Is it Waverley goodbye?

Over the past few weeks PS Waverley, the world’s last seagoing paddle steamer, has been making her annual visits to the Island, to the delight of enthusiasts.

As well as the traditional Round the Island excursion, Waverley has called in at Yarmouth and Ryde, as well as gracing the Solent and English Channel around Southampton, Portsmouth, Swanage and Weymouth. Passengers have flocked to get on board, and spectators have eagerly captured the moment with their cameras.

But now a huge question mark hangs over the future of Waverley, and there are genuine fears that the ship, built in 1947, has made her final voyage through the Solent and in the waters off the Island. A £350,000 fundraising campaign to Save the Waverley is currently underway, but little more than half of that figure has so far been donated to secure the historic ship’s future.

Nick James, chairman of the charity Waverley Steam Navigation Co Ltd, said:  “I hope Waverley’s supporters step onboard and help. Passenger numbers are up, which is fantastic. However, we also need our supporters to make donations in order to ensure this historic ship can sail again next year.

“Waverley is unique and is steeped in historical importance. She and her sister ship Balmoral are now the only ships in the UK offering traditional day trips to sea. For this reason it’s vital the public continue to support our fundraising campaign.”

The Waverley has carried over five million passengers in the 36 years  since it was sold to the Paddle Steamer Preservation Society for £1 and is renowned world-wide for its trips which take in some of the most beautiful coastlines, not just around the Island and south coast, but in many other parts of Britain. And the operation of Waverley makes an annual contribution of some £4.8 million to the UK economy.

The Waverley is steeped in history. She is the last of a line going back to 1812, and as such is the only survivor of a maritime and technological tradition going back 200 years. She is a unique working example of 19th-century technology, built half-way through the 20th century, and still vibrantly alive in the 21st century.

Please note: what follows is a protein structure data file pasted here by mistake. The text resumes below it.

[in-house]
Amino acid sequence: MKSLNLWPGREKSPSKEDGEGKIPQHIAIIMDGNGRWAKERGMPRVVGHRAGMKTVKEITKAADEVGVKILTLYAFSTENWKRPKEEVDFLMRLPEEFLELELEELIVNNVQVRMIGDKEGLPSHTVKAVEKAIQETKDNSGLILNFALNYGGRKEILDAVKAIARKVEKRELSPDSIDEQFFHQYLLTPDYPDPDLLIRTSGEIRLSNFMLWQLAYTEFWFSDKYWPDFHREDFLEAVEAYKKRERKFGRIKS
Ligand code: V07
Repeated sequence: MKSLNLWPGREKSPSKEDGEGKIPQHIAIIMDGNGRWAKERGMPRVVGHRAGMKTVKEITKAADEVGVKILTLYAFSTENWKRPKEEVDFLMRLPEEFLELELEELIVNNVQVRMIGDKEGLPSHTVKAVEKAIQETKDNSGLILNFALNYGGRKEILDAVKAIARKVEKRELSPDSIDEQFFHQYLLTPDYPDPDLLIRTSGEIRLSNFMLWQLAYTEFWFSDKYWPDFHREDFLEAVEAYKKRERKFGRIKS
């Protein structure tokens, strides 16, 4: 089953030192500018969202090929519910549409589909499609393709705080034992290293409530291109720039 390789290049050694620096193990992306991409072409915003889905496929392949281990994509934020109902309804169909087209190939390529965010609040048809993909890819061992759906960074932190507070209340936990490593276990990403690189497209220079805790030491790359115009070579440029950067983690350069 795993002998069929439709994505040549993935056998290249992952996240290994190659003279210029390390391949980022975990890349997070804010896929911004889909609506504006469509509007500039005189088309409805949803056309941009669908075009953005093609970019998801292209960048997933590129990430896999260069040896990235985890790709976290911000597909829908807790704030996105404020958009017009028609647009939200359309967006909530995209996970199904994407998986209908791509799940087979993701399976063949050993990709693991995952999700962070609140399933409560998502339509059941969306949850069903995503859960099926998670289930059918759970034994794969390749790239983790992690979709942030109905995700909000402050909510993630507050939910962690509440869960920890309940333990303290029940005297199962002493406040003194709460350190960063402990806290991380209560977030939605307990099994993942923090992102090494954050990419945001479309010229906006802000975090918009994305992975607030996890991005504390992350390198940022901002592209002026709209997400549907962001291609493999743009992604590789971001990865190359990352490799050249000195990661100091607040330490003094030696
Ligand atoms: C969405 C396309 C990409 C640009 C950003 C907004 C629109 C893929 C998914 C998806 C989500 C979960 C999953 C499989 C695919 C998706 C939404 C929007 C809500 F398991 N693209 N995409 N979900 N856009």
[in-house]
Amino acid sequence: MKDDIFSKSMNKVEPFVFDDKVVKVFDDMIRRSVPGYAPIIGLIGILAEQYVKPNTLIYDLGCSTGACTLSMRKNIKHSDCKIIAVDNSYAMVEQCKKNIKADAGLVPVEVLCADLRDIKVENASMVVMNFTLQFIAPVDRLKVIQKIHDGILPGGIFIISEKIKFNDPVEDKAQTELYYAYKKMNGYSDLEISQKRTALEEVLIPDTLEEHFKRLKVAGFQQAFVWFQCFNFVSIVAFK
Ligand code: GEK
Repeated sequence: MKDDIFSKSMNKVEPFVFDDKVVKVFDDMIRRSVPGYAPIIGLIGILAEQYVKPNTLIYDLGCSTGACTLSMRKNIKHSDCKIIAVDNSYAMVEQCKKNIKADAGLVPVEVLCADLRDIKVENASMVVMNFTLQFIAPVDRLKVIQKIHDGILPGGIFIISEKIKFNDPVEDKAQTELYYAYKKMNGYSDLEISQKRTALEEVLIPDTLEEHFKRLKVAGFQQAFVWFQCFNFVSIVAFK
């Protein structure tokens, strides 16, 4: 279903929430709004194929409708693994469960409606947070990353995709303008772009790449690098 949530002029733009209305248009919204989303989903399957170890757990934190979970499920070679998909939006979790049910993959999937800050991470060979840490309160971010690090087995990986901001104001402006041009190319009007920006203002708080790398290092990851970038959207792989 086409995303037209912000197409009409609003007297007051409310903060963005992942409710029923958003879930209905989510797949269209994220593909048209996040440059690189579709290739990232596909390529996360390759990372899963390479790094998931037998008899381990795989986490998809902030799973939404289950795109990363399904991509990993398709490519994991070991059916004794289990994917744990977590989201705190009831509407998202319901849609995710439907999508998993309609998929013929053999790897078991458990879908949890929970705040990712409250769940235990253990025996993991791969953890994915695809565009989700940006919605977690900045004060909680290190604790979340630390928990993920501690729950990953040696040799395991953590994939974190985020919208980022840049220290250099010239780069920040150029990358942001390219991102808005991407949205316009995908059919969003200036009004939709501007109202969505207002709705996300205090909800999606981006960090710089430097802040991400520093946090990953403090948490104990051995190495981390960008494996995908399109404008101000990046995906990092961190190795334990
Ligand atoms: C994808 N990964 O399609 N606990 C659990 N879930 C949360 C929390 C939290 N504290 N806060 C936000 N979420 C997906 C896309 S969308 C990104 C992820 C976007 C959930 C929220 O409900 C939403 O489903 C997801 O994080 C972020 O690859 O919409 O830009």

The Waverley is also unique in that she is still doing exactly what she was built to do, seven days a week through the season.  If anything, the ship works harder now than she was when new in 1947. Somewhat ironically, Waverley is now in better condition than ever, thanks to an £8 million rebuild in 2000 and 2003 funded largely by the Heritage Lottery Fund.  As well as restoring the ship to her 1947 appearance, and restoring her passenger accommodation to its original 1940’s style, Waverley’s machinery was also fully overhauled and the ship was fitted with new boilers.

Both Waverley and her fleet-mate, the Classic Cruise ship Balmoral are in the Core Collection of the National Historic Ships Register.  This means that they are officially regarded as ships of ‘Pre-eminent national importance’.

Waverley is also the only operational ex-Railway steamship in Britain, coming to the end of her commercial life in 1973, when even the deficit-financed Caledonian MacBrayne could no longer afford to operate her.  They made the wonderful gesture of “selling” Waverley to the Paddle Steamer Preservation Society for £1.

There have even been calls for Waverley to be treated in the same manner as the likes of the Mary Rose, HMS Victory and HMS Warrior. But of course the difference is that the Waverley is still a working paddle steamer. So she is a unique survivor, but this has been a make-or-break summer for her due mainly to the huge hike in fuel costs and a few bad summers.

In the early 1970s when all remaining coastal paddle steamers other than Waverley had been withdrawn from service as uneconomic, the fuel she used cost about £12 per ton.  That meant, on average, Waverley’s fuel cost was then about £120 per day.

Today fuel costs over £500 per ton, and the daily fuel cost is about £5,000. Waverley uses fuel at about £8.40 per minute, and needs to generate at least £16,000 every day she operates just to stay afloat. Put another way, passengers paying £30 for their day out are paying for three and a half minutes of fuel!

The next few months will determine whether Waverley will be weaving her way back around the Island in 2012.